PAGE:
Patients who have low to moderate blood alcohol levels may be less likely to die after arriving at the hospital with a traumatic brain injury than those with no alcohol in their bloodstream, according to a report in the December issue of Archives of Surgery, one of the JAMA/Archives journals. However, those with the highest alcohol levels appear to have an increased risk of dying in the hospital.
Alcohol use is a major risk factor for trauma, according to background information in the article. About one-third to one-half of all patients hospitalized with trauma are intoxicated at the time of injury. However, the effect of alcohol on how patients fare after a traumatic brain injury—a leading cause of disability and death among young people—is unclear. Some human and animal studies suggest that alcohol may be neuroprotective, keeping the injury from worsening once it has occurred.
Homer C. N. Tien, M.D., F.R.C.S.C., Sunnybrook Health Sciences Centre, University of Toronto, and colleagues studied 1,158 consecutive patients who were evaluated at an academic level I trauma center for severe brain injury caused by blunt trauma between 1988 and 2003. Tests done when the patients were admitted determined blood alcohol concentration (BAC). This information, as well as data on demographics, type of injury, severity of the injury, length of hospital stay and whether the patient died or left the hospital, was gathered from the hospital’s trauma registry. The researchers also assessed a group of 528 patients with severe torso injuries, but no or mild head injuries, as a comparison.
Of the 1,158 traumatic brain injury patients, 740 had a BAC of zero, 315 had low to moderate BAC (0 to 230 milligrams per deciliter) and 103 had high BAC (230 milligrams per deciliter or higher); 403 died in the hospital. Those with a low to moderate BAC were less likely to die than those with no BAC (27.9 percent died vs. 36.3 percent). After adjusting for other factors that could influence the risk of death—including injury severity, blood transfusions and whether the trauma occurred in a motor vehicle crash—BAC was still associated with the risk of death. Those with a low to moderate BAC had 24 percent lower odds of dying in the hospital than those with no BAC. In contrast, those with a high BAC had 73 percent higher odds of dying than those with no BAC. Among patients with torso injuries, BAC was not related to the risk of death.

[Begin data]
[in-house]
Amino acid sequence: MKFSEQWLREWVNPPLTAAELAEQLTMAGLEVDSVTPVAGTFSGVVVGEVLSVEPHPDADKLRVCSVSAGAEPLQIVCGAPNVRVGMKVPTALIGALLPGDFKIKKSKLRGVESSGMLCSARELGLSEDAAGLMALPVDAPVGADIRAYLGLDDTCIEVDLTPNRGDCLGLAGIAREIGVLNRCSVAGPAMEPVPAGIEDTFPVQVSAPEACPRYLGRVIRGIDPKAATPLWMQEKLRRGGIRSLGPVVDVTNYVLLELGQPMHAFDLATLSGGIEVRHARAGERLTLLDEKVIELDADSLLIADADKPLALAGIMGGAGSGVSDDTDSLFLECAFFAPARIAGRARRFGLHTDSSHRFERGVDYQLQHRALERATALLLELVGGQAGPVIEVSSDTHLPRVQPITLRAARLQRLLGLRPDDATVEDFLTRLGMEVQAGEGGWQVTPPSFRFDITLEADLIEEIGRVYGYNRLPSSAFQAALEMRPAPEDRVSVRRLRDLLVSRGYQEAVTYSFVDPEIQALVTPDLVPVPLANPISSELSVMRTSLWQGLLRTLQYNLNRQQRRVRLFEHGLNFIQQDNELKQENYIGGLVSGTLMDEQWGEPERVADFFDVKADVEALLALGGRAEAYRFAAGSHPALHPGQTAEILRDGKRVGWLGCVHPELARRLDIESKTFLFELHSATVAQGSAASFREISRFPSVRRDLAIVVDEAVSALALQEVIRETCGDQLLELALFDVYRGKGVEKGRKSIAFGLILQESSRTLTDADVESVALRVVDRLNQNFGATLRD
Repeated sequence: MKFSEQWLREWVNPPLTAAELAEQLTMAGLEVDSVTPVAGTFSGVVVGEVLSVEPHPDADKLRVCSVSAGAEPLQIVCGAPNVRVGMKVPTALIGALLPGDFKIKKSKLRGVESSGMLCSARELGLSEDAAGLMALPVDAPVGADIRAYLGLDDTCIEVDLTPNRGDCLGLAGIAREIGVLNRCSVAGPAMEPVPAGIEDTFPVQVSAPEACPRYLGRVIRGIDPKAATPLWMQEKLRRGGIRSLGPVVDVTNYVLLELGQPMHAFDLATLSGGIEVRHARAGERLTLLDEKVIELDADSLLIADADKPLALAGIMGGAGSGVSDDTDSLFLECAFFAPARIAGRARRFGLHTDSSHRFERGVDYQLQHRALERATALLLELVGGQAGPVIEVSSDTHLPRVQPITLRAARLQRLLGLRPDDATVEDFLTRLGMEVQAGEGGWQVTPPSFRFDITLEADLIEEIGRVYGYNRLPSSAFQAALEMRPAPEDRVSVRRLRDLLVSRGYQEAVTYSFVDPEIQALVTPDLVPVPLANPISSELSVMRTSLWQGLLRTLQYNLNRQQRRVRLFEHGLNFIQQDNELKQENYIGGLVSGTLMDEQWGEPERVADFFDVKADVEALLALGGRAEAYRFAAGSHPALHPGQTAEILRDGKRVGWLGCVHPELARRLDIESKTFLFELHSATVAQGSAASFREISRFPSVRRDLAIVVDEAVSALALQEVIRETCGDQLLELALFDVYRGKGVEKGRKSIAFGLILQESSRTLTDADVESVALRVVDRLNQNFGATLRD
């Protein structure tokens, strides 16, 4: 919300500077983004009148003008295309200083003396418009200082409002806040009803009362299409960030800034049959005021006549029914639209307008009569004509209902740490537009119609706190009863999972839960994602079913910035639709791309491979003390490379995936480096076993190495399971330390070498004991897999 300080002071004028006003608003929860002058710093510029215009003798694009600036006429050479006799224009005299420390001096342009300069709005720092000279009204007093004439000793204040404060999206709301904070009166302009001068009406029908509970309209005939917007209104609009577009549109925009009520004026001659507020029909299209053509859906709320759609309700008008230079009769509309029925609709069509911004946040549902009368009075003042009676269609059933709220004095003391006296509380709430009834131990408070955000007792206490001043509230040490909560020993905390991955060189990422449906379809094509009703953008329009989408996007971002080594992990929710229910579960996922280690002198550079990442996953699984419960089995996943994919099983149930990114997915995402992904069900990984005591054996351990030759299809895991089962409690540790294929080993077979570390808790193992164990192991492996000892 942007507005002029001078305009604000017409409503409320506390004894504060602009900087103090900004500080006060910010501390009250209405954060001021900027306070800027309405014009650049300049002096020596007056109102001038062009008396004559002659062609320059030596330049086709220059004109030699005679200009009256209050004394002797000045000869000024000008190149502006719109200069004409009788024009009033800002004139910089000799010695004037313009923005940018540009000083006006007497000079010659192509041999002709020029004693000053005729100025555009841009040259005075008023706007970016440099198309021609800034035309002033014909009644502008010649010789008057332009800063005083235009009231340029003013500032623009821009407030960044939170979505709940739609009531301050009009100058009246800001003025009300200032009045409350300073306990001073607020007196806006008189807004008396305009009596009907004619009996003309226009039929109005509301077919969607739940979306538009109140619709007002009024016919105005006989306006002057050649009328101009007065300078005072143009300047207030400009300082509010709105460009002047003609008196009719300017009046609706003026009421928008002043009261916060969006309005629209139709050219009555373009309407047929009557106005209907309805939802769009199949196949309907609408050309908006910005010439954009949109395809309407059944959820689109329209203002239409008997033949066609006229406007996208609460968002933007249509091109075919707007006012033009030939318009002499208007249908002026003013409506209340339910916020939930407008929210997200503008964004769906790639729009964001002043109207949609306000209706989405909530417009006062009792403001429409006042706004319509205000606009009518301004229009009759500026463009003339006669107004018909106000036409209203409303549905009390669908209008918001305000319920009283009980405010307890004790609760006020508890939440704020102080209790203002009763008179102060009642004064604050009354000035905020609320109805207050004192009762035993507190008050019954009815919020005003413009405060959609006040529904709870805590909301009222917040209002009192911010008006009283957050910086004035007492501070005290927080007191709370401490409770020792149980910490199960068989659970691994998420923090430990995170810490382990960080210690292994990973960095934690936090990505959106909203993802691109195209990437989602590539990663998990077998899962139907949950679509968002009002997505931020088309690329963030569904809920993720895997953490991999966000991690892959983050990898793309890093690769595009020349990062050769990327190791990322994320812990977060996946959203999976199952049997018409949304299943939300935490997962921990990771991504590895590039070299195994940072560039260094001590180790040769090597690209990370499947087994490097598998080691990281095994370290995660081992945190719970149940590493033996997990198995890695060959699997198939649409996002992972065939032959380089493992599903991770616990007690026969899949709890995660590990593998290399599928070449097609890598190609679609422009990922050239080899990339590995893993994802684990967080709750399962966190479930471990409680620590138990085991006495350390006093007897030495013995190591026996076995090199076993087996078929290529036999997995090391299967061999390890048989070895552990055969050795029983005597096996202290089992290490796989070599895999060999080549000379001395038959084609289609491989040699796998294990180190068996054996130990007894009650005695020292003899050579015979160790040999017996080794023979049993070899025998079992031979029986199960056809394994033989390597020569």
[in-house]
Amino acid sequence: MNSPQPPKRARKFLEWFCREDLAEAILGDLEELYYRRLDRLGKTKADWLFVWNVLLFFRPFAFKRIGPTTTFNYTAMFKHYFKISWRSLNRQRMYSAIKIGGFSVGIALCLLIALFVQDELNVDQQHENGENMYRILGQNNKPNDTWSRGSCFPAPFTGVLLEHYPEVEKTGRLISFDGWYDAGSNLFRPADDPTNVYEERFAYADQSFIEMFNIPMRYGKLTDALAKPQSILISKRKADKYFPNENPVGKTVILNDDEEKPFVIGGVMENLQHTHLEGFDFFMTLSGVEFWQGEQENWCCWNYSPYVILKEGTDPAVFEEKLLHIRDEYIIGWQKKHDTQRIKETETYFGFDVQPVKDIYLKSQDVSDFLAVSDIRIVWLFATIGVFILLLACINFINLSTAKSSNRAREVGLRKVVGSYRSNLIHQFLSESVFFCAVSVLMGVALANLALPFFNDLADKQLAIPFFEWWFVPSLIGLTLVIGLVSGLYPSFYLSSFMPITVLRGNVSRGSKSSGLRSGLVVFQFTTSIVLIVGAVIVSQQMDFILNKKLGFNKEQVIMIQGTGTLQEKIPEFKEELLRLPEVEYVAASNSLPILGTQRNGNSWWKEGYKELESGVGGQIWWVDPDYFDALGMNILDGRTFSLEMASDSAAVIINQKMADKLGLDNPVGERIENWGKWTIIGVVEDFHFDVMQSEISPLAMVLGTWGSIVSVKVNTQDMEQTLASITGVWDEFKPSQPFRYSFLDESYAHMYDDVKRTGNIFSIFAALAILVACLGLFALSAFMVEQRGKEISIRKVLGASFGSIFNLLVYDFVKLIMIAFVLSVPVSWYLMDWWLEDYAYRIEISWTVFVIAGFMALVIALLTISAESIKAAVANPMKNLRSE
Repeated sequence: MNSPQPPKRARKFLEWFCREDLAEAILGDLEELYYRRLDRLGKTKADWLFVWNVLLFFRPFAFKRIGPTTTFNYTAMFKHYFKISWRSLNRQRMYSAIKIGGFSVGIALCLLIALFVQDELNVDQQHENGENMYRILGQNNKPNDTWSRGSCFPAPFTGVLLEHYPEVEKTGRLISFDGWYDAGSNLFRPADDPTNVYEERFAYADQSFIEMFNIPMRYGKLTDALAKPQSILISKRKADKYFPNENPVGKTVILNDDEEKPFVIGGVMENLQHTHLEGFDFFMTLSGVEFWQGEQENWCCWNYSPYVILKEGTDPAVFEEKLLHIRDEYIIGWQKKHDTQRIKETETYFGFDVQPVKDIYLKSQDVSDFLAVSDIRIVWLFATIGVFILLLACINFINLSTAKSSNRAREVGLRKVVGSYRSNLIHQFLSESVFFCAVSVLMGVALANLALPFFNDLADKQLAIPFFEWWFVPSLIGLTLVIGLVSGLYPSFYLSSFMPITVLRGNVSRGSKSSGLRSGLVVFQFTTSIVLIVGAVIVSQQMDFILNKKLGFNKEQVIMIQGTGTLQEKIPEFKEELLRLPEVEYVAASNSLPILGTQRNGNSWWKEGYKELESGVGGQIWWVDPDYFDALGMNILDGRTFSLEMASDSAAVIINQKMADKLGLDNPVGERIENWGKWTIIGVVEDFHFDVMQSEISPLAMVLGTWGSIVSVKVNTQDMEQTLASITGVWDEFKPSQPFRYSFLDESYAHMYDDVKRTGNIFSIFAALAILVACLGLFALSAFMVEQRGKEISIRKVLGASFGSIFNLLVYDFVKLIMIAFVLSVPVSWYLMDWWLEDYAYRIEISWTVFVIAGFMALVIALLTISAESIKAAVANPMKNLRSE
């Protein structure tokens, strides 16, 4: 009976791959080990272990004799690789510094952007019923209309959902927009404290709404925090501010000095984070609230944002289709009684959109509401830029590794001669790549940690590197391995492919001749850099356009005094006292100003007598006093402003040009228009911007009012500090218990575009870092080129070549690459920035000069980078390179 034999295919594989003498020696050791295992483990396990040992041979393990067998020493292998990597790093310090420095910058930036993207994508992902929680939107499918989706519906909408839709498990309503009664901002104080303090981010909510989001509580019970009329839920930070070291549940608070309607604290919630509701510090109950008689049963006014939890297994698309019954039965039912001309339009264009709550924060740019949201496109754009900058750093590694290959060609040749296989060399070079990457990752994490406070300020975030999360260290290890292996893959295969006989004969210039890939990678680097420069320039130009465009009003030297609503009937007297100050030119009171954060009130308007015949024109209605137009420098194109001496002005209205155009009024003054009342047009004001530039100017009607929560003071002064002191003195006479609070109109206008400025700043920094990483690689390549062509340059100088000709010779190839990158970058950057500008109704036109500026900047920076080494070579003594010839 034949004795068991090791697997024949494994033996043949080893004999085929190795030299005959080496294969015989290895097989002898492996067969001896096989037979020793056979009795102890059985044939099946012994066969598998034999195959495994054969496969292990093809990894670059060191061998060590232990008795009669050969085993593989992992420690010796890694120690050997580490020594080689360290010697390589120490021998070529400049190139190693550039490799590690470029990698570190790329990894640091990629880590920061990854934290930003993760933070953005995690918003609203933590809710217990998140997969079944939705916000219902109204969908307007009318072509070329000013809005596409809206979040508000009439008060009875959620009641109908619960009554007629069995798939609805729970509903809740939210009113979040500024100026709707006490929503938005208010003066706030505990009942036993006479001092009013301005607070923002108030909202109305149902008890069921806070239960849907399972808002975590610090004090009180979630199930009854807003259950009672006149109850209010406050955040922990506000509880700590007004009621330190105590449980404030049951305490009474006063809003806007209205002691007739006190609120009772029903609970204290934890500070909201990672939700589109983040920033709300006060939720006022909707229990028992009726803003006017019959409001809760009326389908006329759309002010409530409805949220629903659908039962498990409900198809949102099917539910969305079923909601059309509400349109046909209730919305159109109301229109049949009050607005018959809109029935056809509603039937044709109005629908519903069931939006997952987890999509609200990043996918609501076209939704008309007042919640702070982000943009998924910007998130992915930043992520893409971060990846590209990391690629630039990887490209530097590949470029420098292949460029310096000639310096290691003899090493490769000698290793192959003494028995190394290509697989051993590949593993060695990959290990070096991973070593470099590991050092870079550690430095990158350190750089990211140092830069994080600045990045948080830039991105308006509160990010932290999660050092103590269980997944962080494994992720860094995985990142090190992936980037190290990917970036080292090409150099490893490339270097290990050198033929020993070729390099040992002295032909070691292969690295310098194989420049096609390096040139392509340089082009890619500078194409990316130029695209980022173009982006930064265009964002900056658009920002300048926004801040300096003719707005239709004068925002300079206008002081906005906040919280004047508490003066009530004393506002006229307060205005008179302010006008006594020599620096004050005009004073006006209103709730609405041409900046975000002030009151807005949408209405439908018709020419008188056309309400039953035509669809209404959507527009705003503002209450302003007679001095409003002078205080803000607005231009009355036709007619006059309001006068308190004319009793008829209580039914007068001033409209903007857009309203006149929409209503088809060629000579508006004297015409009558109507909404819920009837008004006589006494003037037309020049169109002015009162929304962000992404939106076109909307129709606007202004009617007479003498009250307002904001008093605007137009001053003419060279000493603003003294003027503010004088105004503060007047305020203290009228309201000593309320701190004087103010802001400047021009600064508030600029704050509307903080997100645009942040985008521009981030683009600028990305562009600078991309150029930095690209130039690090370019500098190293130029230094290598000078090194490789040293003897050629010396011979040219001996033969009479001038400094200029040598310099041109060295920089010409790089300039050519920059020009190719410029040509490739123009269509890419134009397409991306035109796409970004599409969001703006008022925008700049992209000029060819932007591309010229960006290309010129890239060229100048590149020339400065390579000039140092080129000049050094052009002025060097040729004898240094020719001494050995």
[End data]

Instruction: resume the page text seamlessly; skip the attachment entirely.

The authors mention that low to moderate doses of alcohol may protect the brain by stopping the mechanisms that contribute to secondary brain injury, which occurs when traumatized brain cells continue to be deprived of oxygen and worsens the damage caused by the initial event.
"There are major sociologic implications from implying that intoxicated patients with severe traumatic brain injury have better outcomes than non-intoxicated patients," the authors write. "We stress that our study only examined the role of alcohol on outcome in the post-injury phase because we examined only in-hospital deaths." About half of all individuals who die from trauma do so before they arrive at the hospital, they continue. Because alcohol use increases the likelihood of a severe injury, alcohol-related deaths comprise a large percentage of those who die before they have a chance to get to the hospital.
"Overall, people are still at much greater risk of dying if they drive while intoxicated," the authors conclude. "What our study implies is that there may be a role for an alcohol-based resuscitation fluid in improving outcomes in adequately resuscitated patients with severe head injury."
(Arch Surg. 2006;141:1185-1191. Available pre-embargo to the media at www.jamamedia.org.)
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Last reviewed: By John M. Grohol, Psy.D. on 21 Feb 2009
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